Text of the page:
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Botched AT&T/T-Mobile deal leaves same issues on table

AT&T’s decision to walk away from its intention of buying rival T-Mobile puts an end to concerns expressed locally that consummating the $39 billion transaction would create a monopoly on the island.

However, ending the proposed corporate marriage leaves both companies dealing with the same issues they had prior to announcing the deal last March: AT&T’s shortage of spectrum and T-Mobile’s parent, Deutsche Telekom’s desire to shed itself of the struggling stateside operation.

In a statement issued Monday, AT&T vowed to continue investing in capacity to keep up with demand for wireless broadband.

“AT&T will continue to be aggressive in leading the mobile Internet revolution,” said Randall Stephenson, AT&T chairman and CEO.  “Over the past four years we have invested more in our networks than any other U.S. company. As a result, today we deliver best-in-class mobile broadband speeds — connecting smartphones, tablets and emerging devices at a record pace — and we are well under way with our nationwide 4G LTE deployment.”

That deployment began to gain speed about a month ago, when AT&T launched the next-generation broadband technology in six markets, including Puerto Rico.

“To meet the needs of our customers, we will continue to invest,” Stephenson said, taking a jab at regulatory authorities and policymakers whom he urged to “allow the free markets to work so that additional spectrum is available to meet the immediate needs of the U.S. wireless industry, including expeditiously approving our acquisition of unused Qualcomm spectrum currently pending before the Federal Communications Commission.”

The FCC, as well as the U.S. Department of Justice, were both against the proposed deal, with the latter agency suing in August to block the transaction. Seven states and Puerto Rico joined the agency’s lawsuit. Through its action, Puerto Rico’s Justice Department supported the concerns the Telecommunications Regulatory Board voiced early on about the deal’s “detrimental” effect on local consumers.

Had it been completed, the wireless union would have catapulted AT&T to the number one carrier on the U.S. mainland and Puerto Rico, where it would have competed against Claro, Sprint and Open Mobile.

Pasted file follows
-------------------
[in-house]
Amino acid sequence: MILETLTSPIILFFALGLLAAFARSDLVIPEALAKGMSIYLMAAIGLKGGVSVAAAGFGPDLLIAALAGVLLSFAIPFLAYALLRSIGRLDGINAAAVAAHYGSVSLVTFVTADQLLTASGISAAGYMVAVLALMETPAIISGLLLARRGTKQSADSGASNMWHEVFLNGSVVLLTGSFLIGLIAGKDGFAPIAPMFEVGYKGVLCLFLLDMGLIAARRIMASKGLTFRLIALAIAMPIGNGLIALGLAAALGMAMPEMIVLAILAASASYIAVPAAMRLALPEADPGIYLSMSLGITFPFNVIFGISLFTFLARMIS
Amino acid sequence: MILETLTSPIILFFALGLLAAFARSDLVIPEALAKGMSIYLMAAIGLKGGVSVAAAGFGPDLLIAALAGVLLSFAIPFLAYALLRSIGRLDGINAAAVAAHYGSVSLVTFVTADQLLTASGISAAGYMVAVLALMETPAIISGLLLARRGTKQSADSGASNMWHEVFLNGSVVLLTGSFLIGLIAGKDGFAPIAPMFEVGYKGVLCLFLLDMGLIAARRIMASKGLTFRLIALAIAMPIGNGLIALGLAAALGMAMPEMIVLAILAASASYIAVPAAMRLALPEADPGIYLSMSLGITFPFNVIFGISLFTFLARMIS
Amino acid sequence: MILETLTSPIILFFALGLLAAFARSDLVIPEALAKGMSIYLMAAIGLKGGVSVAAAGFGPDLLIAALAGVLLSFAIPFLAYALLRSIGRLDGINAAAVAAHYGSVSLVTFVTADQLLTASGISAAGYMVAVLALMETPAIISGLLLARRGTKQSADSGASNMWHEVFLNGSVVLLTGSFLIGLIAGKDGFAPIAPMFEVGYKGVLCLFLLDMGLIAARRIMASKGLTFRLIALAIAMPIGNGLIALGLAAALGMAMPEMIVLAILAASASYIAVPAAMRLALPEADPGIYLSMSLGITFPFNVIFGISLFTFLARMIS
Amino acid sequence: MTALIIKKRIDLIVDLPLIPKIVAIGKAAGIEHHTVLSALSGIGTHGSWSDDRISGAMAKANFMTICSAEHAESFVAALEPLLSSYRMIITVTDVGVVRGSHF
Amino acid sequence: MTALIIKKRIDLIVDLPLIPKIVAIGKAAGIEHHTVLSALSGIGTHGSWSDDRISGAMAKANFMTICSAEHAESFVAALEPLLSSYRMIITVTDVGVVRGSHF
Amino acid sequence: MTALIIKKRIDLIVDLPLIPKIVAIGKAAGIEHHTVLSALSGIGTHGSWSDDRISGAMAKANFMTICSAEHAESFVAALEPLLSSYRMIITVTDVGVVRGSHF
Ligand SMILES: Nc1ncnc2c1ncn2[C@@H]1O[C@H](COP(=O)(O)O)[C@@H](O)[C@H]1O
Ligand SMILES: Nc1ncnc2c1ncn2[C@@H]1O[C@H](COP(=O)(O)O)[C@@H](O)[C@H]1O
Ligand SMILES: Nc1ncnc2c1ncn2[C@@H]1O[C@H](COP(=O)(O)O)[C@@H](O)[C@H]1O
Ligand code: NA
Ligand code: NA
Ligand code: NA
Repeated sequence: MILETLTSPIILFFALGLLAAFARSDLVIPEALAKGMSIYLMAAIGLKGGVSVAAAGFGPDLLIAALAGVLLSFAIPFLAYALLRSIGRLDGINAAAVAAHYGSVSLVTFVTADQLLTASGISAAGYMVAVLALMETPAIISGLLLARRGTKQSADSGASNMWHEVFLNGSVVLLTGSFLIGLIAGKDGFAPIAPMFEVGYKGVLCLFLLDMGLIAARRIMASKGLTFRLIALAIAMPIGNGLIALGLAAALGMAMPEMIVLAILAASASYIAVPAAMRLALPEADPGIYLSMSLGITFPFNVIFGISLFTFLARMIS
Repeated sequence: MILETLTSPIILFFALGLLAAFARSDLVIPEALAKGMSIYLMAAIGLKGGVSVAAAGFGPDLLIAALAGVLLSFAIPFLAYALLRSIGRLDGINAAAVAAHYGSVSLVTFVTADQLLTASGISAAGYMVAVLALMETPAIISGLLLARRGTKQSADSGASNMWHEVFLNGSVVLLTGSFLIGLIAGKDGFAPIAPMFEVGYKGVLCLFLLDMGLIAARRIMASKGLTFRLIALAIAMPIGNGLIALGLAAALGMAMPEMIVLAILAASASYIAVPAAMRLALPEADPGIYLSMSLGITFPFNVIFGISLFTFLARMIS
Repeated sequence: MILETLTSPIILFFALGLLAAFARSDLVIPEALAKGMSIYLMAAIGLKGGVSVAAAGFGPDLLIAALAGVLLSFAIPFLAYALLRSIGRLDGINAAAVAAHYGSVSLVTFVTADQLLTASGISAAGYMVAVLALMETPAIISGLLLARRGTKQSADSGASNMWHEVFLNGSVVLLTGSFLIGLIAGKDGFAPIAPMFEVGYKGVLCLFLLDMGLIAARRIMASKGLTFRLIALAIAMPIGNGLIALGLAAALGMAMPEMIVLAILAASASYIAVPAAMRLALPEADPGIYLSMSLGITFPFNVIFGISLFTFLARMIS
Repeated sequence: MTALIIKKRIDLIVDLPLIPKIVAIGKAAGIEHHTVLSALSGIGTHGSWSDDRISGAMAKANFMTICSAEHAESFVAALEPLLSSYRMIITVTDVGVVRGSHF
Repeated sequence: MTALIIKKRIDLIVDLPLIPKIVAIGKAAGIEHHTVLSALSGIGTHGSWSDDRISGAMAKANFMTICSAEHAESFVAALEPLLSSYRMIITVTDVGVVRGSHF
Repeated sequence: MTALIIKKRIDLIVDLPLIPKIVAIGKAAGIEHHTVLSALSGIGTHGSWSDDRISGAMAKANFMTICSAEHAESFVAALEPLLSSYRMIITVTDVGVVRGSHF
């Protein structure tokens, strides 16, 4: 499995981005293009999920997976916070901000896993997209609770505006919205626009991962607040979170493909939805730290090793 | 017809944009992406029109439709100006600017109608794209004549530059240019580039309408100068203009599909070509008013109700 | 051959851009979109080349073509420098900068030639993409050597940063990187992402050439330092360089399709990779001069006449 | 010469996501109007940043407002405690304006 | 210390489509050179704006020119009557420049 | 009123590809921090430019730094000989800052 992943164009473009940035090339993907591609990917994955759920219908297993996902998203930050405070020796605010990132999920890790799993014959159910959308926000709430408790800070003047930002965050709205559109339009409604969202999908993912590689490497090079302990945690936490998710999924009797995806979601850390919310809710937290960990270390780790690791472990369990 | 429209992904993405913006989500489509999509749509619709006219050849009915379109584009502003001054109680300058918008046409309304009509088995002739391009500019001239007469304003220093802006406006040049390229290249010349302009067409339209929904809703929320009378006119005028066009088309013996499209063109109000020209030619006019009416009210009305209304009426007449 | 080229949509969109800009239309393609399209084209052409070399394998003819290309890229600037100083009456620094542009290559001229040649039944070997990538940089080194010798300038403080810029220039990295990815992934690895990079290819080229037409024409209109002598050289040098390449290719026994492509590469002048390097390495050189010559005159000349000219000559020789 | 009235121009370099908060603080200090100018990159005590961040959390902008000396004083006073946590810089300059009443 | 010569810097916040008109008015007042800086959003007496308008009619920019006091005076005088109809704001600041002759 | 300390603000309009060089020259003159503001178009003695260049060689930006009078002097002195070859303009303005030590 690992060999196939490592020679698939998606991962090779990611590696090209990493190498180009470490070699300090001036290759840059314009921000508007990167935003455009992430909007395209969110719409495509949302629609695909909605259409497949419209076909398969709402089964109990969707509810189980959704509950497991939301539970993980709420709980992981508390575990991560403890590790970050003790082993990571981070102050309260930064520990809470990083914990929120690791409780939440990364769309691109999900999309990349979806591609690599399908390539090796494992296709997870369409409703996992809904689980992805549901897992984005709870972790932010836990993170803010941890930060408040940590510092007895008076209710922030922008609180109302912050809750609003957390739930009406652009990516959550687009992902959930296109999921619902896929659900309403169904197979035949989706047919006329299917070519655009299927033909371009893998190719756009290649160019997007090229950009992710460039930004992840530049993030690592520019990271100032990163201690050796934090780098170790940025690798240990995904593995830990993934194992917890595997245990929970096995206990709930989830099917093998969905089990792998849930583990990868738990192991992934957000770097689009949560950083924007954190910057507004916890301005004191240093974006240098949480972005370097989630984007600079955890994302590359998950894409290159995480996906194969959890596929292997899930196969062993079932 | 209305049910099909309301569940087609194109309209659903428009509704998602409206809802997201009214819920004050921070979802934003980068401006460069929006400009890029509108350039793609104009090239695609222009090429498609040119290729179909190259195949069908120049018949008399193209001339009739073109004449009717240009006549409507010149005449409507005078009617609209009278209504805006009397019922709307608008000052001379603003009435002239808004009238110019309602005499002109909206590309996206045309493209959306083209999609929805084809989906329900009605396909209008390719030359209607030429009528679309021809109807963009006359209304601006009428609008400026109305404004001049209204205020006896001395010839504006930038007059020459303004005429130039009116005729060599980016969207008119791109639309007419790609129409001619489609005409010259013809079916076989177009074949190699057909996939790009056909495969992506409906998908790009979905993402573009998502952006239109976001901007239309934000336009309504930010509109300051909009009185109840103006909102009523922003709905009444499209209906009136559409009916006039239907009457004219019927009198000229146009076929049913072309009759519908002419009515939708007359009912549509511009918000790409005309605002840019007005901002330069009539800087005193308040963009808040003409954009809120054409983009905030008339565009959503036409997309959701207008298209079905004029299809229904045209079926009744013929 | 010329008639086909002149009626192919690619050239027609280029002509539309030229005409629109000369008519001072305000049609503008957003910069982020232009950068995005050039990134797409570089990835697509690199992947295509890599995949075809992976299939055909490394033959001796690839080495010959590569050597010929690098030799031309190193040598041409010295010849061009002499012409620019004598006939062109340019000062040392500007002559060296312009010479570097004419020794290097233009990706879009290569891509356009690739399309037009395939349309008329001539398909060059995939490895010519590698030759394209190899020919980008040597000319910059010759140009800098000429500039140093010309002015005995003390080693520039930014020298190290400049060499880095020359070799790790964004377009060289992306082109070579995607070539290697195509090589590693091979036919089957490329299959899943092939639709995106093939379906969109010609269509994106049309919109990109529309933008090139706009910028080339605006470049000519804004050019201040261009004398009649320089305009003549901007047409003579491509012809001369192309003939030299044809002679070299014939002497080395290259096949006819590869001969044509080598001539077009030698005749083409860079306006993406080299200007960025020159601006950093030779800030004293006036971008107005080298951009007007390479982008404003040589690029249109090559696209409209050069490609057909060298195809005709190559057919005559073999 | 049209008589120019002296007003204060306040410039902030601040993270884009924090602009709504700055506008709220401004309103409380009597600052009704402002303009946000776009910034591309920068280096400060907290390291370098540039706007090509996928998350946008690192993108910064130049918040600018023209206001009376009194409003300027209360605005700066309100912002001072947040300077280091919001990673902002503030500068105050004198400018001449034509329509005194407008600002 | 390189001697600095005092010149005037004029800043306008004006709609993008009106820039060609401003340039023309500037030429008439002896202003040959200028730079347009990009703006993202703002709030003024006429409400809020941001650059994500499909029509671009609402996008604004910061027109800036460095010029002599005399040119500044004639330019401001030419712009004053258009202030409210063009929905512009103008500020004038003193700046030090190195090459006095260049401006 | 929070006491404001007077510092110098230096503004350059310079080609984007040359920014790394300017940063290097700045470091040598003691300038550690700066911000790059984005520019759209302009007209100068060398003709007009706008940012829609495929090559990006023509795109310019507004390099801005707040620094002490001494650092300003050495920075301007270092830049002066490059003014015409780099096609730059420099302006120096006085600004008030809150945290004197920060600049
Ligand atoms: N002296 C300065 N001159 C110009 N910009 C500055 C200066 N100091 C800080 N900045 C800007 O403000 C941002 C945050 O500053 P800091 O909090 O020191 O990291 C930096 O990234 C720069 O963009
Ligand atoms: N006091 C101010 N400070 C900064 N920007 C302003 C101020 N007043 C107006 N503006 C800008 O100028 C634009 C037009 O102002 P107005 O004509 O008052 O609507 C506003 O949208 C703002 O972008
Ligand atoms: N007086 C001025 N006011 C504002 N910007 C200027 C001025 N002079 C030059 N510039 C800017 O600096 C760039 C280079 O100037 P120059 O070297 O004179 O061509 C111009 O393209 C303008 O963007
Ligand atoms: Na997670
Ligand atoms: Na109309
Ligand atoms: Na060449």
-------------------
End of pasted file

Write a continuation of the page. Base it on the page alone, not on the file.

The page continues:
Meanwhile, the botched transaction also means AT&T will have to fork over $3 billion to Deutsche Telekom for its troubles. Additionally, AT&T will enter a “mutually beneficial roaming agreement with Deutsche Telekom,” the Dallas-based carrier said.

On Monday, Reuters cited Deutsche Telekom CEO Rene Obermann as saying that the compensation package was not enough to mitigate the blow of losing the deal.

“Now Obermann will have to either invest billions more in the U.S. market or find a new way to exit the country,” Reuters said.

On Tuesday, FCC Chairman Julius Genachowski issued a statement regarding AT&T’s decision to walk away from the deal, defending the agency’s stance against the transaction.

“The FCC is committed to ensuring a competitive mobile marketplace that drives innovation and investment, creates jobs and benefits consumers. This deal would have done the opposite,” he said. “The U.S. mobile industry leads the world in mobile innovation, and we agree with AT&T that Congress should pass incentive auction legislation that will unleash new spectrum for mobile broadband.”

Author Details
Author Details
Business reporter with 27 years of experience writing for weekly and daily newspapers, as well as trade publications in Puerto Rico. My list of former employers includes Caribbean Business, The San Juan Star, and the Puerto Rico Daily Sun, among others. My areas of expertise include telecommunications, technology, retail, agriculture, tourism, banking and most other segments of Puerto Rico’s economy.

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